• Cyberattacks. A number of hacking attacks directed at intellectual property of global companies and groups perceived as anti-China -- including Tibetan human rights organizations and journalists -- have been traced to computers in China, according to international news reports. The New York Times said there is no proof the campaigns are government sponsored, but traced some to Chinese Internet company employee Gu Kaiyuan.
  • Obstructing cultural events. Liu Xiaobo, Liao Yiwu, Yu Jie, Ai Weiwei, and Tibetan blogger Woeser are among dozens of high-profile Chinese intellectuals banned from travelling to international events. Chinese government organizations can dictate who is invited to an event as a condition of their participation, according to the U.K. Guardian.
  • Market share. Official figures put the number of Chinese Internet users at more than 500 million. Foreign technology companies comply with Beijing's orders to filter content or get the boot, denying them a lucrative share of the market.
  • Expanding media empire. State news agency Xinhua reported 23 bureaus in Africa in 2011. China Central Television says it broadcasts in 140 countries around the world.  China Radio International operates out of Jerusalem, Sydney, London, Lagos, Harare, and Washington D.C. While some government-backed global media outlets, such as the BBC, stress editorial independence, propaganda officials encourage Chinese media overseas to remain loyal to the party's agenda.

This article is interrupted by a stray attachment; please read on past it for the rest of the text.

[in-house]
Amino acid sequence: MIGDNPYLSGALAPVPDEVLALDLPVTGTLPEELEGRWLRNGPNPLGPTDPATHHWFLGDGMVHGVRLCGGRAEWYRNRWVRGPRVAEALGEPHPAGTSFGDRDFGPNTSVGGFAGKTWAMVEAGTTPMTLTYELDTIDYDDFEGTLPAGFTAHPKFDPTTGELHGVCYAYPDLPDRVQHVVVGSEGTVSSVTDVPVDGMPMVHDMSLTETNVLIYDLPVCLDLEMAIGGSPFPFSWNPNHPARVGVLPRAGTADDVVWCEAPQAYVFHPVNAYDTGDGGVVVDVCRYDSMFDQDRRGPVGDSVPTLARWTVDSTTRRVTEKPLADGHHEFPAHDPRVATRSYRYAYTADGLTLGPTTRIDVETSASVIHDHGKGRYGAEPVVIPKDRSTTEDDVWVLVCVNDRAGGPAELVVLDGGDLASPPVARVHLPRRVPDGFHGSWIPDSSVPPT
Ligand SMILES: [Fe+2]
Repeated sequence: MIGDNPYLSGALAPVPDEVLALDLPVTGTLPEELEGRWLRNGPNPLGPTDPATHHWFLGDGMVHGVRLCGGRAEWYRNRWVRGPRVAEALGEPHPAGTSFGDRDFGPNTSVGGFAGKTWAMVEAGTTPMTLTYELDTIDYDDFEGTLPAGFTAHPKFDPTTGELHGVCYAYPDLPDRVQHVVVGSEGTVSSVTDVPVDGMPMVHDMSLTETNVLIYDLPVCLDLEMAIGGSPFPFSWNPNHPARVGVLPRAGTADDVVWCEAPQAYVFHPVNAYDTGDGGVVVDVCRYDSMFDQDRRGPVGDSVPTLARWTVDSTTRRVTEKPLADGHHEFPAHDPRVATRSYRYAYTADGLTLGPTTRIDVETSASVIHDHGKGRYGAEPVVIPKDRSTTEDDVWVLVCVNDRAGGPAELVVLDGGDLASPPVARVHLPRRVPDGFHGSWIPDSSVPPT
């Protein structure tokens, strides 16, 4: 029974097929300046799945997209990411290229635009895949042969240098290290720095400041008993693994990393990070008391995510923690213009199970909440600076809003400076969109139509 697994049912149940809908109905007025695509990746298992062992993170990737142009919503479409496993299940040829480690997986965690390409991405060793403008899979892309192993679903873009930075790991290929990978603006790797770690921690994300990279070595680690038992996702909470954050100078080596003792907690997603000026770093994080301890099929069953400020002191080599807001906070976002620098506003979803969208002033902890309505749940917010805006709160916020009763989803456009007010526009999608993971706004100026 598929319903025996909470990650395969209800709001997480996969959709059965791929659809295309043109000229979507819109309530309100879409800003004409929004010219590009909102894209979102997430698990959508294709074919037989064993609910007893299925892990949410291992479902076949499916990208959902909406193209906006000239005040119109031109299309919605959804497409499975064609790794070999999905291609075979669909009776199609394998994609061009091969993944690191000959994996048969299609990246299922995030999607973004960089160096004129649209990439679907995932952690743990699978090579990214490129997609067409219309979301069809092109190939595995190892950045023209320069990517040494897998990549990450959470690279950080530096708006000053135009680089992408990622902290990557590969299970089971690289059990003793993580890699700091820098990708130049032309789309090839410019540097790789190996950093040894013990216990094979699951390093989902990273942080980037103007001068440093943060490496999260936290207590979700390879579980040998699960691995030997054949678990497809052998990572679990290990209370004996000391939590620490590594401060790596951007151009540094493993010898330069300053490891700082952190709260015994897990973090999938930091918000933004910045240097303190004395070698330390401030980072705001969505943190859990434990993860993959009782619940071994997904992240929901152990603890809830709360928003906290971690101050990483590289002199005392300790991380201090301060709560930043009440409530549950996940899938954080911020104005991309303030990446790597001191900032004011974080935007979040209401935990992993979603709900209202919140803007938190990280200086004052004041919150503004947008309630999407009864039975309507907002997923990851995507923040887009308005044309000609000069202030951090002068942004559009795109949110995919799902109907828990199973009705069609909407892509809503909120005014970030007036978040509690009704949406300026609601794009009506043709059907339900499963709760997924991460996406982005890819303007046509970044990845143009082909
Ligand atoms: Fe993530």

In China, this media push is known as "soft power." While many media analysts believe editorial restrictions will prevent Chinese media from competing on a world stage, it already reaches a wide audience. Over 2.5 million copies of state newspaper China Daily's China Watch advertising supplement have been distributed in The Washington Post, The New York Times, and the U.K. Daily Telegraph, according to the Guardian.

Why worry about something as low-impact as an advertising supplement? First, it's packaged as news. Second, because the news outlets which carry it might compromise their standards. Earlier this year, the Post admitted in a correction that "the Chinese government modified, deleted, and added questions" to an interview it published with Vice President Xi Jinping.

Modifying, deleting, and adding? That's exactly how propaganda officials manage news reports domestically. If Chinese leaders have their way, it's what they will soon be doing all over the world.